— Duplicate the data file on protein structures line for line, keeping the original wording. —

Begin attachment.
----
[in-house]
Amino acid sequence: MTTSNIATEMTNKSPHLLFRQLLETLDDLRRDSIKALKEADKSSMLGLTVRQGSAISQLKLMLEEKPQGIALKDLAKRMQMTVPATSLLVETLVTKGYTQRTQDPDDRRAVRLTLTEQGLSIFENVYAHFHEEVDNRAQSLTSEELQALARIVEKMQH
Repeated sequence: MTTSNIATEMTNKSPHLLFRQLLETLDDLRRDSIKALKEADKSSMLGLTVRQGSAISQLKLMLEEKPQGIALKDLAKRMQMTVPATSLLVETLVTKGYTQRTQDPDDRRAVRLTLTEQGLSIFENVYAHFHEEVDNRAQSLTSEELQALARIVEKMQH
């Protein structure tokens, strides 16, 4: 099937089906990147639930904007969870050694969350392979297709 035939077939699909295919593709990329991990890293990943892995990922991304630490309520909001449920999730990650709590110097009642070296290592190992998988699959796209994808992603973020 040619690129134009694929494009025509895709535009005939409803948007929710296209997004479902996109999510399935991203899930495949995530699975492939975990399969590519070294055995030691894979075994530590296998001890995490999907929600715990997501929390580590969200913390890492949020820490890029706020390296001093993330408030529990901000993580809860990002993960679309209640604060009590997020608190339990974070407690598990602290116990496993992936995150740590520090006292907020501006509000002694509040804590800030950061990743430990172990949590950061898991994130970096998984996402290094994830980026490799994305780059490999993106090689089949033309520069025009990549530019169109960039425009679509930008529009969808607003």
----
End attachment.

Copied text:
[in-house]
Amino acid sequence: MTTSNIATEMTNKSPHLLFRQLLETLDDLRRDSIKALKEADKSSMLGLTVRQGSAISQLKLMLEEKPQGIALKDLAKRMQMTVPATSLLVETLVTKGYTQRTQDPDDRRAVRLTLTEQGLSIFENVYAHFHEEVDNRAQSLTSEELQALARIVEKMQH
Repeated sequence: MTTSNIATEMTNKSPHLLFRQLLETLDDLRRDSIKALKEADKSSMLGLTVRQGSAISQLKLMLEEKPQGIALKDLAKRMQMTVPATSLLVETLVTKGYTQRTQDPDDRRAVRLTLTEQGLSIFENVYAHFHEEVDNRAQSLTSEELQALARIVEKMQH
């Protein structure tokens, strides 16, 4: 099937089906990147639930904007969870050694969350392979297709 035939077939699909295919593709990329991990890293990943892995990922991304630490309520909001449920999730990650709590110097009642070296290592190992998988699959796209994808992603973020 040619690129134009694929494009025509895709535009005939409803948007929710296209997004479902996109999510399935991203899930495949995530699975492939975990399969590519070294055995030691894979075994530590296998001890995490999907929600715990997501929390580590969200913390890492949020820490890029706020390296001093993330408030529990901000993580809860990002993960679309209640604060009590997020608190339990974070407690598990602290116990496993992936995150740590520090006292907020501006509000002694509040804590800030950061990743430990172990949590950061898991994130970096998984996402290094994830980026490799994305780059490999993106090689089949033309520069025009990549530019169109960039425009679509930008529009969808607003």